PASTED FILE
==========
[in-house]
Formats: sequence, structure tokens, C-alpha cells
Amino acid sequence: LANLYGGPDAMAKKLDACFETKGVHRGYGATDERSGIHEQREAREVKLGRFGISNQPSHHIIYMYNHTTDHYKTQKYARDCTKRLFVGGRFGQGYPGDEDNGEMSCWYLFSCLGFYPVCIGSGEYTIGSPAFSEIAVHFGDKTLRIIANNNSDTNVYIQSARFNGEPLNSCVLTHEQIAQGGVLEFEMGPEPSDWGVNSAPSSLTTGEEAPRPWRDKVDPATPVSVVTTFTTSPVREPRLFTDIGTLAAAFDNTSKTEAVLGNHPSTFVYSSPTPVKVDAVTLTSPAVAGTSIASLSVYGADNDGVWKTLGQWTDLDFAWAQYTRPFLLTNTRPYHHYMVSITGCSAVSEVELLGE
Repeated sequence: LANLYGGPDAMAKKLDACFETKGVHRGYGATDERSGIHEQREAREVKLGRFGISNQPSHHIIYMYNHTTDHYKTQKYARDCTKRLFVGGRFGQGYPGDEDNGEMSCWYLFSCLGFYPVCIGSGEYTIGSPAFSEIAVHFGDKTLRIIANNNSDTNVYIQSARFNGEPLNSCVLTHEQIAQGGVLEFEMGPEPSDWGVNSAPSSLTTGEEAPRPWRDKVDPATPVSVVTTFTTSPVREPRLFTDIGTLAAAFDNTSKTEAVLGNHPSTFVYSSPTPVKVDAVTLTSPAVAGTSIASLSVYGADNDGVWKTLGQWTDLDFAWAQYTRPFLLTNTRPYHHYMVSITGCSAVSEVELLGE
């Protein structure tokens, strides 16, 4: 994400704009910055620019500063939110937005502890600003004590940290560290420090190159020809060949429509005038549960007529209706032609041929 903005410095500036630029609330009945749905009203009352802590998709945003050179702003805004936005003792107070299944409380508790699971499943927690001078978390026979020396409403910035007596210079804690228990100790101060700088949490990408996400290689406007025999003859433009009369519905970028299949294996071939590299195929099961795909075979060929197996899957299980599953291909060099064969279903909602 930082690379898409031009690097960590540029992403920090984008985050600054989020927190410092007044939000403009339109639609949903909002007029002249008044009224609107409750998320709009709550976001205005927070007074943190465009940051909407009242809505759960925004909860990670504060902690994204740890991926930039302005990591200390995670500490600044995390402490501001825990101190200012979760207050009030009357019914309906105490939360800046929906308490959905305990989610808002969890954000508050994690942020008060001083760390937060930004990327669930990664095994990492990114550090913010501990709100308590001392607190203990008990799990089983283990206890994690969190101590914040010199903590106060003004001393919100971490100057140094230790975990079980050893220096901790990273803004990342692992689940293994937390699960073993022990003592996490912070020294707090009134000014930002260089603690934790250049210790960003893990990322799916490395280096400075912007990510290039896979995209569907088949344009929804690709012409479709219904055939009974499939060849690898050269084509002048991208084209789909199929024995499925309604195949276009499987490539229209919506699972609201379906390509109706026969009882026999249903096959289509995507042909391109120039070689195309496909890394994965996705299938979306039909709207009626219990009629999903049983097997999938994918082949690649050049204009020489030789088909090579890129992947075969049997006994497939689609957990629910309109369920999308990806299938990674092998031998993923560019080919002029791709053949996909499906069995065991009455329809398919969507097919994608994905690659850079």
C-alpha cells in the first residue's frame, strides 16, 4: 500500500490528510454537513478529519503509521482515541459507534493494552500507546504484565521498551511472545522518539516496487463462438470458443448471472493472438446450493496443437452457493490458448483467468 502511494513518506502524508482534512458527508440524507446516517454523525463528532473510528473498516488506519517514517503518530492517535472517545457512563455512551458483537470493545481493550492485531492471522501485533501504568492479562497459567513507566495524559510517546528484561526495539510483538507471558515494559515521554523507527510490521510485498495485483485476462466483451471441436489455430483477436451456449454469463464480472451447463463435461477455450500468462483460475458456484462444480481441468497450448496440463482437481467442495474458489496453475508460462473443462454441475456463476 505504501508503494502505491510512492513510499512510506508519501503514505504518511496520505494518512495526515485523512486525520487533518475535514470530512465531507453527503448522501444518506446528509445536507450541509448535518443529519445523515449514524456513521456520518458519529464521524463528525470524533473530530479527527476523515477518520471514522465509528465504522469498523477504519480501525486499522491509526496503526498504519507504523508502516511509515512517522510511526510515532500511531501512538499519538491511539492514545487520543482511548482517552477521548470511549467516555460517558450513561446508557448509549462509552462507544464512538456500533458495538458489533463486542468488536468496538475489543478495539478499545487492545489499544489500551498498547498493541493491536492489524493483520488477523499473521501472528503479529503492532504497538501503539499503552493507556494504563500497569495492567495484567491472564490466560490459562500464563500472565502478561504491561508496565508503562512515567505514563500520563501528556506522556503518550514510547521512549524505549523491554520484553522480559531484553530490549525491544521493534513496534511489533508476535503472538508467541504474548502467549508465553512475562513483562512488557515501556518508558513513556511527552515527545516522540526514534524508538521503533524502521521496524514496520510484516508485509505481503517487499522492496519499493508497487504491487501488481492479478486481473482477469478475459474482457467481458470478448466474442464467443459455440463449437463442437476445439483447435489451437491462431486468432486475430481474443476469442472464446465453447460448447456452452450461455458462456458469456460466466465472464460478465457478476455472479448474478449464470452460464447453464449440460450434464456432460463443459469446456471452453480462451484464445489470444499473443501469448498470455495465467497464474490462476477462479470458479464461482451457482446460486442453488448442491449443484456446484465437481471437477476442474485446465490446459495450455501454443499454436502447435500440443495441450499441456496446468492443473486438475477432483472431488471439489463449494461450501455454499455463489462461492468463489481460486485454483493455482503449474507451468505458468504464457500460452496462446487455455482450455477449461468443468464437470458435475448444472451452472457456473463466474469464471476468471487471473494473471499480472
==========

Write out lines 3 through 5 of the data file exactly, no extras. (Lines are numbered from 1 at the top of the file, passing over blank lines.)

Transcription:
Amino acid sequence: LANLYGGPDAMAKKLDACFETKGVHRGYGATDERSGIHEQREAREVKLGRFGISNQPSHHIIYMYNHTTDHYKTQKYARDCTKRLFVGGRFGQGYPGDEDNGEMSCWYLFSCLGFYPVCIGSGEYTIGSPAFSEIAVHFGDKTLRIIANNNSDTNVYIQSARFNGEPLNSCVLTHEQIAQGGVLEFEMGPEPSDWGVNSAPSSLTTGEEAPRPWRDKVDPATPVSVVTTFTTSPVREPRLFTDIGTLAAAFDNTSKTEAVLGNHPSTFVYSSPTPVKVDAVTLTSPAVAGTSIASLSVYGADNDGVWKTLGQWTDLDFAWAQYTRPFLLTNTRPYHHYMVSITGCSAVSEVELLGE
Repeated sequence: LANLYGGPDAMAKKLDACFETKGVHRGYGATDERSGIHEQREAREVKLGRFGISNQPSHHIIYMYNHTTDHYKTQKYARDCTKRLFVGGRFGQGYPGDEDNGEMSCWYLFSCLGFYPVCIGSGEYTIGSPAFSEIAVHFGDKTLRIIANNNSDTNVYIQSARFNGEPLNSCVLTHEQIAQGGVLEFEMGPEPSDWGVNSAPSSLTTGEEAPRPWRDKVDPATPVSVVTTFTTSPVREPRLFTDIGTLAAAFDNTSKTEAVLGNHPSTFVYSSPTPVKVDAVTLTSPAVAGTSIASLSVYGADNDGVWKTLGQWTDLDFAWAQYTRPFLLTNTRPYHHYMVSITGCSAVSEVELLGE
């Protein structure tokens, strides 16, 4: 994400704009910055620019500063939110937005502890600003004590940290560290420090190159020809060949429509005038549960007529209706032609041929 903005410095500036630029609330009945749905009203009352802590998709945003050179702003805004936005003792107070299944409380508790699971499943927690001078978390026979020396409403910035007596210079804690228990100790101060700088949490990408996400290689406007025999003859433009009369519905970028299949294996071939590299195929099961795909075979060929197996899957299980599953291909060099064969279903909602 930082690379898409031009690097960590540029992403920090984008985050600054989020927190410092007044939000403009339109639609949903909002007029002249008044009224609107409750998320709009709550976001205005927070007074943190465009940051909407009242809505759960925004909860990670504060902690994204740890991926930039302005990591200390995670500490600044995390402490501001825990101190200012979760207050009030009357019914309906105490939360800046929906308490959905305990989610808002969890954000508050994690942020008060001083760390937060930004990327669930990664095994990492990114550090913010501990709100308590001392607190203990008990799990089983283990206890994690969190101590914040010199903590106060003004001393919100971490100057140094230790975990079980050893220096901790990273803004990342692992689940293994937390699960073993022990003592996490912070020294707090009134000014930002260089603690934790250049210790960003893990990322799916490395280096400075912007990510290039896979995209569907088949344009929804690709012409479709219904055939009974499939060849690898050269084509002048991208084209789909199929024995499925309604195949276009499987490539229209919506699972609201379906390509109706026969009882026999249903096959289509995507042909391109120039070689195309496909890394994965996705299938979306039909709207009626219990009629999903049983097997999938994918082949690649050049204009020489030789088909090579890129992947075969049997006994497939689609957990629910309109369920999308990806299938990674092998031998993923560019080919002029791709053949996909499906069995065991009455329809398919969507097919994608994905690659850079």